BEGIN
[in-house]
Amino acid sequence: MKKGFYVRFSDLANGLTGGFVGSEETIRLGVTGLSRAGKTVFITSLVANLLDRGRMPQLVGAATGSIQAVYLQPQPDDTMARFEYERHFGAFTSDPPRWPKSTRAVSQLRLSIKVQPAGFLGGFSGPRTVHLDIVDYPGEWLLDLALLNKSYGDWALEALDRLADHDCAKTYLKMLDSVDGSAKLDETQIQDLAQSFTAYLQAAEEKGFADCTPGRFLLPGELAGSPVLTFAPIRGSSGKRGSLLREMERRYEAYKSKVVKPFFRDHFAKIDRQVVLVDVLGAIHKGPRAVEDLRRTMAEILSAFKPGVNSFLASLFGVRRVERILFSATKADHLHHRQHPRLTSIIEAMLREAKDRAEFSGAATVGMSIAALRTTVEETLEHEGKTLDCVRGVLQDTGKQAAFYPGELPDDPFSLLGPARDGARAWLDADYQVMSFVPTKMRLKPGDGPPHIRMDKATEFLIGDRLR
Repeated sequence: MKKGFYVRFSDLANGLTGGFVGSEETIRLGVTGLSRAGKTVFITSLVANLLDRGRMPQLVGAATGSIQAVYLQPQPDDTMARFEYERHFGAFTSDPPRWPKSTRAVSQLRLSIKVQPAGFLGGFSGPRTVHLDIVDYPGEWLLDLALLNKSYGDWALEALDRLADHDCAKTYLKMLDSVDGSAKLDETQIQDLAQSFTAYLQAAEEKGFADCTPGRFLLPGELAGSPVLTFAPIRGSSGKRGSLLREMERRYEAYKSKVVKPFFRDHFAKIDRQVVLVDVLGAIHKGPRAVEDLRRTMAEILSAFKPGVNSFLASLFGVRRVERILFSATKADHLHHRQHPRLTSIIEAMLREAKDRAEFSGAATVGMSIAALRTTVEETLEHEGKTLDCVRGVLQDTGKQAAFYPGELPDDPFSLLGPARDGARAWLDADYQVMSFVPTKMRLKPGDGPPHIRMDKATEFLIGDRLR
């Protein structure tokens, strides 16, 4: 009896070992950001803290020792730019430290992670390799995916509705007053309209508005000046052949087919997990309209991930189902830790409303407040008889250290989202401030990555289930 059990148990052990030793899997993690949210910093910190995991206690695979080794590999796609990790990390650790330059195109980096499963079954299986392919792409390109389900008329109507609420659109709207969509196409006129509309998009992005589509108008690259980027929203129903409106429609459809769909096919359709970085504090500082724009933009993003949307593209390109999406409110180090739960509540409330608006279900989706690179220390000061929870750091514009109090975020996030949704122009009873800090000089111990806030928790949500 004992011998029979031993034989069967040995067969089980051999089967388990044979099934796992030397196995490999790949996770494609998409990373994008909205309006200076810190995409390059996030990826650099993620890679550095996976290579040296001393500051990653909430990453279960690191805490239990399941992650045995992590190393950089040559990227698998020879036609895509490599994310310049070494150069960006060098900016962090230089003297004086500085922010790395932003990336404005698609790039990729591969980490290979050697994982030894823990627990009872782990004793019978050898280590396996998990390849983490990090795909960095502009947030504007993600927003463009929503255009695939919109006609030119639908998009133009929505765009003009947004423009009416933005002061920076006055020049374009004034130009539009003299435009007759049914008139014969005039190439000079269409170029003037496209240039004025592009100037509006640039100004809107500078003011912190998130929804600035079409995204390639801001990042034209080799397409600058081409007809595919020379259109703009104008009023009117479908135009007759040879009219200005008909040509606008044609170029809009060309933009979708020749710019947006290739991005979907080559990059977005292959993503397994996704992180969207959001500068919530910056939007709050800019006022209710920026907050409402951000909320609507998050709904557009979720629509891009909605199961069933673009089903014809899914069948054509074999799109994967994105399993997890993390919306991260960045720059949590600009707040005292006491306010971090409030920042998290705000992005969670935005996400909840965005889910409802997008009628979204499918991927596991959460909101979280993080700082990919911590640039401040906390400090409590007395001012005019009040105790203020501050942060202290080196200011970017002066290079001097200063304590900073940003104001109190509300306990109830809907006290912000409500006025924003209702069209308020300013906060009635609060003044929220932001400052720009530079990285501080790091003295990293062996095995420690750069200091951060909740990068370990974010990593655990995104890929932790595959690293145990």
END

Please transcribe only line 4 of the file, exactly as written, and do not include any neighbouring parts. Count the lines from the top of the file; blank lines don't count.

């Protein structure tokens, strides 16, 4: 009896070992950001803290020792730019430290992670390799995916509705007053309209508005000046052949087919997990309209991930189902830790409303407040008889250290989202401030990555289930 059990148990052990030793899997993690949210910093910190995991206690695979080794590999796609990790990390650790330059195109980096499963079954299986392919792409390109389900008329109507609420659109709207969509196409006129509309998009992005589509108008690259980027929203129903409106429609459809769909096919359709970085504090500082724009933009993003949307593209390109999406409110180090739960509540409330608006279900989706690179220390000061929870750091514009109090975020996030949704122009009873800090000089111990806030928790949500 004992011998029979031993034989069967040995067969089980051999089967388990044979099934796992030397196995490999790949996770494609998409990373994008909205309006200076810190995409390059996030990826650099993620890679550095996976290579040296001393500051990653909430990453279960690191805490239990399941992650045995992590190393950089040559990227698998020879036609895509490599994310310049070494150069960006060098900016962090230089003297004086500085922010790395932003990336404005698609790039990729591969980490290979050697994982030894823990627990009872782990004793019978050898280590396996998990390849983490990090795909960095502009947030504007993600927003463009929503255009695939919109006609030119639908998009133009929505765009003009947004423009009416933005002061920076006055020049374009004034130009539009003299435009007759049914008139014969005039190439000079269409170029003037496209240039004025592009100037509006640039100004809107500078003011912190998130929804600035079409995204390639801001990042034209080799397409600058081409007809595919020379259109703009104008009023009117479908135009007759040879009219200005008909040509606008044609170029809009060309933009979708020749710019947006290739991005979907080559990059977005292959993503397994996704992180969207959001500068919530910056939007709050800019006022209710920026907050409402951000909320609507998050709904557009979720629509891009909605199961069933673009089903014809899914069948054509074999799109994967994105399993997890993390919306991260960045720059949590600009707040005292006491306010971090409030920042998290705000992005969670935005996400909840965005889910409802997008009628979204499918991927596991959460909101979280993080700082990919911590640039401040906390400090409590007395001012005019009040105790203020501050942060202290080196200011970017002066290079001097200063304590900073940003104001109190509300306990109830809907006290912000409500006025924003209702069209308020300013906060009635609060003044929220932001400052720009530079990285501080790091003295990293062996095995420690750069200091951060909740990068370990974010990593655990995104890929932790595959690293145990």